All in all, Whoop offers more detailed and focused health and fitness insights than Amazon Halo. However, all the following features are subscription-bound, just like the device.
Related – Whoop Membership Explained
Amazon Halo vs Whoop: Apps & Integration
Like every fitness wearable, Amazon Halo and Whoop make their companion mobile apps available for users to view their wellness at a glance. Both offer a variety of tools, tailored fitness recommendations, and an ever-growing on-demand library of premium workout and meditation guides. Both apps are available on the Google Play Store for Android and Apple App Store for iPhones and iPads.
Based on our experience, the Amazon Halo app presents user data more straightforwardly and offers intuitive navigation. It also shows basic health metrics without the Halo membership, a plus point over the Whoop.
The Whoop app provides both a simplified and advanced view of the user’s wellness data and allows users to compare their metrics in detailed weekly and monthly graphs. It also has a journal dashboard where you can log and view your daily activities.
In addition, the Whoop Live feature lets you put an overlay of real-time heart rate, recovery, sleep, and strain data onto your videos. Membership services like virtual coaching, workout videos, and AMA are too accessible from the app.
Unlike Amazon Halo, Whoop integrates with Apple Health and Strava to sync your activities and personalize your experience. At the time of writing, Whoop is also working on Google Fit integration. Amazon Halo doesn’t connect with any third-party apps.
Amazon Halo vs Whoop: Battery
The two wearables have a similar runtime of almost a week between charges. However, if you keep the “Tone Analysis” feature turned on, the Amazon Halo Band will only make it around two days. Apart from being a privacy nightmare (given Amazon’s reputation), it’s also a battery hog, so turning it off is probably the best idea.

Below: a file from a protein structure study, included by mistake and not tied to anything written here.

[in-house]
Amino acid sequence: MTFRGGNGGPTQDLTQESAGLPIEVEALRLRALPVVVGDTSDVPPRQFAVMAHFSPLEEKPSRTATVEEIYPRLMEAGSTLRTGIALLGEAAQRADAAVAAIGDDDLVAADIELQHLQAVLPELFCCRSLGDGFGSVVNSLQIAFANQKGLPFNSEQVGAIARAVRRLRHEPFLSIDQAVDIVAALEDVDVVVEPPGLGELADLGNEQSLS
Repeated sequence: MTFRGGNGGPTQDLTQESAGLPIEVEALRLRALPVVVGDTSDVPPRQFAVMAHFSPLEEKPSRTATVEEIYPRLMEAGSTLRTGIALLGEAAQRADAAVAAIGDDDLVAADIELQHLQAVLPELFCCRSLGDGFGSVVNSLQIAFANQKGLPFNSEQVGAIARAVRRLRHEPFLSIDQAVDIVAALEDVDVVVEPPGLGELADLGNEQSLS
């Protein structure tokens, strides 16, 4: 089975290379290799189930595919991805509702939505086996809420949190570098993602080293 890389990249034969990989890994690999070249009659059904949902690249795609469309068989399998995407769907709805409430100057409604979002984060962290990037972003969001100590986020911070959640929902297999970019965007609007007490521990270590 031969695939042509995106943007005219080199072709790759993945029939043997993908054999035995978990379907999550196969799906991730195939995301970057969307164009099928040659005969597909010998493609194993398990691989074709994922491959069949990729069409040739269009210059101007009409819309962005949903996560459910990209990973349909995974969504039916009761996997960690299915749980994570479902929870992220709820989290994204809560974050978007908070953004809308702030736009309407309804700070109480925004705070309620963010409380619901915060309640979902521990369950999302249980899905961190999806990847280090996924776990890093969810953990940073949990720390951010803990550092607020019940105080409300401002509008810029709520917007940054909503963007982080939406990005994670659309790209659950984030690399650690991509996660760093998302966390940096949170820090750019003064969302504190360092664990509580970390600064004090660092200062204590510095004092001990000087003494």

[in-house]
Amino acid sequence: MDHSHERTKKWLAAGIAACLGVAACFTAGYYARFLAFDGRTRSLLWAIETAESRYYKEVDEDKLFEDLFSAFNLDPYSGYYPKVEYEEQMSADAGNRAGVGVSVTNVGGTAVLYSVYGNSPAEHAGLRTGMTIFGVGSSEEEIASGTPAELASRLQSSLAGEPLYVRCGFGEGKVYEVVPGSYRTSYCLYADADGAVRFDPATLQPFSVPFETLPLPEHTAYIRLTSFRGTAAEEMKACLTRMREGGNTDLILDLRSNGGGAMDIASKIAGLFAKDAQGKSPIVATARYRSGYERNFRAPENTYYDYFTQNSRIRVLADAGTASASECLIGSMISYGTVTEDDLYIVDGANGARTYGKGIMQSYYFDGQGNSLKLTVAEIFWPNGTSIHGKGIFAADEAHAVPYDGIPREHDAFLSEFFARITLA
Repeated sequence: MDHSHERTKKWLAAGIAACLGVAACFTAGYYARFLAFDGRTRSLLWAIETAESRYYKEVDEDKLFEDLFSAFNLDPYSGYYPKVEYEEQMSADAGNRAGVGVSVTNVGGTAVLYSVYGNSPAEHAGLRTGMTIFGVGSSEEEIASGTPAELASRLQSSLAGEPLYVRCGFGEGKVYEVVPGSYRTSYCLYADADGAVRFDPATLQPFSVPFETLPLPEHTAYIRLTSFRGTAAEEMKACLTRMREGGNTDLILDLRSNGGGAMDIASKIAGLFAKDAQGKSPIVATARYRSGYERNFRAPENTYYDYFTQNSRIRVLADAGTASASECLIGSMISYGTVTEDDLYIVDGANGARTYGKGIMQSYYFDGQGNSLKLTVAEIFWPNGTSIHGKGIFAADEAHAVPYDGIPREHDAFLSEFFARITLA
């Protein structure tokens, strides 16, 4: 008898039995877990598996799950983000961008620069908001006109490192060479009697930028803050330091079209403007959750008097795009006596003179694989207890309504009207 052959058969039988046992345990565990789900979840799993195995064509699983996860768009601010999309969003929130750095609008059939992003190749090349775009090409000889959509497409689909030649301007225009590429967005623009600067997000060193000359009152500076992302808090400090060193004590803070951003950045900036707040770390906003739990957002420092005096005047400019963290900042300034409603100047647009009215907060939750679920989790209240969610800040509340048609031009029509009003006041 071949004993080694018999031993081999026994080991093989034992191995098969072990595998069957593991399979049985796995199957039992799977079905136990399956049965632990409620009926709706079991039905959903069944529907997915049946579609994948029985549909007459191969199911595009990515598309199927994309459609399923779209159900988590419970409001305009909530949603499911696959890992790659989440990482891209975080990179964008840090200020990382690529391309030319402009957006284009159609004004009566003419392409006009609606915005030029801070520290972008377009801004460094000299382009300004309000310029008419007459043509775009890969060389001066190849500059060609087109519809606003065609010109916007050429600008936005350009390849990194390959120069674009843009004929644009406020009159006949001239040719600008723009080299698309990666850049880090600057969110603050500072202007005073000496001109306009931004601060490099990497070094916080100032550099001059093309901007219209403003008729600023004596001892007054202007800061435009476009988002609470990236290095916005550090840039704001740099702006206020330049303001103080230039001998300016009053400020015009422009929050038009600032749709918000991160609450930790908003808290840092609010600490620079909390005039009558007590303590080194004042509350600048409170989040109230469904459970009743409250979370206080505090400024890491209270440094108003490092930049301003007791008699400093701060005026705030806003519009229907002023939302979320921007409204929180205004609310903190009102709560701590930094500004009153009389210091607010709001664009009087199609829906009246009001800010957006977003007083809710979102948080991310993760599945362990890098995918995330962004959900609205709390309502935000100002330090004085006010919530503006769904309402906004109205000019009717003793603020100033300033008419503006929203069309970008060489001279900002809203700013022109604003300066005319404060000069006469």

The charging clip shipped with the Halo Band charges it fully in less than 90 minutes. In contrast, the Whoop 4.0 comes with a water-resistant battery pack that slides over the tracker and tops it up while you wear it.
Amazon Halo vs Whoop: Verdict
In a nutshell, the Amazon Halo Band and Whoop 4.0 are similarly screenless fitness bands with slight differences in feature sets. Pricing is one of the major aspects that separate them from one another, alongside health and sleep-tracking capabilities.
The Amazon Halo Band, with its initial one-time purchase and reasonably-priced optional membership, will likely be a more cost-effective choice than Whoop’s full subscription-based model for most people in the long run.
That said, the Whoop 4.0 is a marginally better choice for athletes and fitness enthusiasts who’re overly obsessed with every little health and fitness metric. And unlike the Halo Band, you get additional body placement options.
The purchase decision ultimately boils down to your budget, concerns, preferences, and usage patterns, so you have to make the personal call. Alternatively, you can opt for an Apple Watch or a Fitbit for your fitness tracking and health monitoring needs, both of which are a one-time purchase and make the subscription requirement optional.